Exactly what happened to Olympiad last time out in the Grade 1 Whitney Stakes could be one of those great racetrack mysteries. Maybe it was humidity, which trainer Bill Mott pins it on. Maybe it was some wetness that accounted for a heavy track. But that really doesn’t matter anymore.
Though he finished a puzzling fourth, a little more than nine lengths behind in the Whitney for his first loss in six 2022 starts, Olympiad emphatically put that Aug. 6 blemish behind him as he bounced back with an impressive two-length victory in the $1 million, Grade 1 Jockey Club Gold Cup Sept. 3 before a crowd of 32,063 on the final Saturday of the meet at Saratoga Race Course.
“It was good to see him come back. The other day was almost too bad to be true, considering the form he had been in during his previous five races,” Mott said. “I liked the way he looked after we put the saddle on today. He was on his toes. He was a little quiet the other day when it was so hot. He kinda had his head down and was a little too quiet. I think everyone was moving a little slow that day but today he looked like he had a little extra energy and a little extra bounce in his step.”
If heat is indeed a nemesis for the son of Speightstown, that likely will not be a problem next time out when Olympiad runs in the Nov. 5 Longines Breeders’ Cup Classic at Keeneland. Though the Jockey Club Gold Cup was a Breeders’ Cup Challenge stakes with a free “Win and You’re In” spot in the Classic, Olympiad had previously won the Grade 2 Stephen Foster Stakes to cover his Breeders’ Cup fees.
Instead, what the Jockey Club Gold Cup gave the connections was proof that Olympiad can handle the 1 ¼-mile distance of the Classic.
“He answered the mile and a quarter question today,” said Everett Dobson of Cheyenne Stable after Olympiad’s first try at the distance. “We love that the Breeders’ Cup is in Kentucky at Keeneland. We have a lot of friends there and we are very excited about going.”
After Olympiad won for the eighth time in 11 starts Saturday and claimed his first Grade 1 win, the money and the stakes will be dramatically higher next time. By virtue of his victory, Olympiad joined the list of top contenders for the $6 million Classic, and should he prove best at the World Championships, it could crown him as Horse of the Year – even with the Whitney loss.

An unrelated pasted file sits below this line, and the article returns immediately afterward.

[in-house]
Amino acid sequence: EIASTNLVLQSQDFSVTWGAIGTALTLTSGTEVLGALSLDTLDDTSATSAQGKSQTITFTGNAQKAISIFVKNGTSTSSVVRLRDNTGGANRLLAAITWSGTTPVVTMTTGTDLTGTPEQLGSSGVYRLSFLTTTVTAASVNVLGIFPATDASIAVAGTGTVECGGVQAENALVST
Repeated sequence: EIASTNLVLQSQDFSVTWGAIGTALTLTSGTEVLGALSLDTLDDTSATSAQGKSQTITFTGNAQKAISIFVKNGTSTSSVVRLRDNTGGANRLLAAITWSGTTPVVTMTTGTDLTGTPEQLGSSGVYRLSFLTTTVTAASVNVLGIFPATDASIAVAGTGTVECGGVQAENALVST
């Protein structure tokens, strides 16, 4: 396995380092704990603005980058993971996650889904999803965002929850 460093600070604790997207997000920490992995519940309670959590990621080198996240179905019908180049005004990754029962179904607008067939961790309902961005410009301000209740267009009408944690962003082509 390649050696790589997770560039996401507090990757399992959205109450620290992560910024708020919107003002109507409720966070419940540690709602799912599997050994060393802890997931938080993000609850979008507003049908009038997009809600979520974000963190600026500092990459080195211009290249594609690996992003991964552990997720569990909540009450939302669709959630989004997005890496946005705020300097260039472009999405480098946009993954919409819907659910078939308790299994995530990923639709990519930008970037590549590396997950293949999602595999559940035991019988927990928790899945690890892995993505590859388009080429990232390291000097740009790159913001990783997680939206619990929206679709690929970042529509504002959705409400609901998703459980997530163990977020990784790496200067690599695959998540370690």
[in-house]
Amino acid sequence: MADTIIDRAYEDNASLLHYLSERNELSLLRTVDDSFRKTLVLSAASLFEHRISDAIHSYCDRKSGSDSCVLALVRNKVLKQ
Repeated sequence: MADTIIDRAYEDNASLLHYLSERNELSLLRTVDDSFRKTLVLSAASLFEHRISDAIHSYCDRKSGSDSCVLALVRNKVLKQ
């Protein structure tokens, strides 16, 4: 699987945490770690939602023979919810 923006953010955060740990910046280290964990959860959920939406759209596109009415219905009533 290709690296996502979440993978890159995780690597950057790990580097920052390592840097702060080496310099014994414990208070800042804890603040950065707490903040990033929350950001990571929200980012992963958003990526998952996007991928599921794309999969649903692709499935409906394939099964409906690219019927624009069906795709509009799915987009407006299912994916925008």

“The Breeders’ Cup kind of dictates everything,” Mott said. “There are some good horses in the division and I’m glad that we’re up there with them.”
Though CHC and WinStar Farm’s Americanrevolution, who beat Olympiad last year in the Cigar Mile Handicap Presented by NYRA Bets and was the 2.35-1 second choice Saturday, took up the chase, he was unable to put a dent in Olympiad’s lead as the 4-year-old bred by Emory A. Hamilton was timed in 2:02.11 for the mile and a quarter under Junior Alvarado.
“Junior gave him a great ride. Everything worked out great,” Dobson said about the 1.70-1 favorite who paid $5.40 to win.
The New York-bred Americanrevolution, one of four starters trained by Todd Pletcher, was 1 3/4 lengths ahead of First Captain, a son of Curlin trained by Shug McGaughey.
Pletcher’s other three starters were fourth (Untreated), fifth (Keepmeinmind) and sixth (Dynamic One).
Virginia Joy Upsets Heavy Favorite War Like Goddess in Flower Bowl
The ghosts of days gone by at the Spa just gave a little nudge to let everyone know that this grand old horse park is still the Graveyard of Favorites. The suggestion was this: if you’re a big favorite in a big race at Saratoga Race Couurse, all bets are off.
Welcome to the 45th running of the $600,000, Grade 2 Flower Bowl Stakes, where the horse expected to win did not. George Krikorian’s War Like Goddess, who had put together a marvelous resume with eight wins in 10 starts, would not find the winner’s circle on the late afternoon of Sept. 3. She was sent off at the lopsided odds of 1-5, which is a sure sign of doom if you go by the history of this place.
Sure enough, War Like Goddess had to settle for second in the 1 3/8-mile race on the Inner turf course. This was not an upset that shook the rafters like when Secretariat or American Pharoah got beat, but it raised eyebrows just the same.
The winner of the Flower Bowl – which was downgraded from a Grade 1 last year – was Virginia Joy, a 5-year-old mare trained by Chad Brown and ridden by Irad Ortiz Jr.
The strategy was simple for this one. Go to the lead, slow it down, and take your chances. It worked to perfection.
“It was a comfortable lead,” said Ortiz, the meet’s leading rider, who won four races on the afternoon. “That was the plan. Make the lead and make it as slow as I can. It worked out good.”
It was too good. Brown, sitting up in his box seat, must have been doing cartwheels inside as he watched Virginia Joy and Ortiz carve out fractions of :26.47, :53.29, and 1:19.59.
“There wasn’t any speed in the race,” Brown said. “She had already won a nice race earlier in the season going wire-to-wire, so I told Irad, ‘Why don’t you just put her on the lead? Unless somebody goes crazy, just put her out there and just see how far she’ll go.'”
The victory was also worth a Breeders’ Cup Challenge berth to the $2 million Maker’s Mark Breeders’ Cup Filly & Mare Turf at Keeneland Nov. 5.
War Like Goddess, trained by Hall of Famer Bill Mott and ridden by Joel Rosario, had been able to overcome slow pace scenarios in her last two races to win, but could not do it in the Flower Bowl.
The final time was 2:19.51, well off the course record of 2:11.46. Virginia Joy, the second choice at 4.90-1, paid $11.80.
War Like Goddess finished 1 1/4 lengths in front of Coastana, who was followed home by Temple City Terror, Flanigan’s Cove, and Marvelous Maude.– Tim Wilkin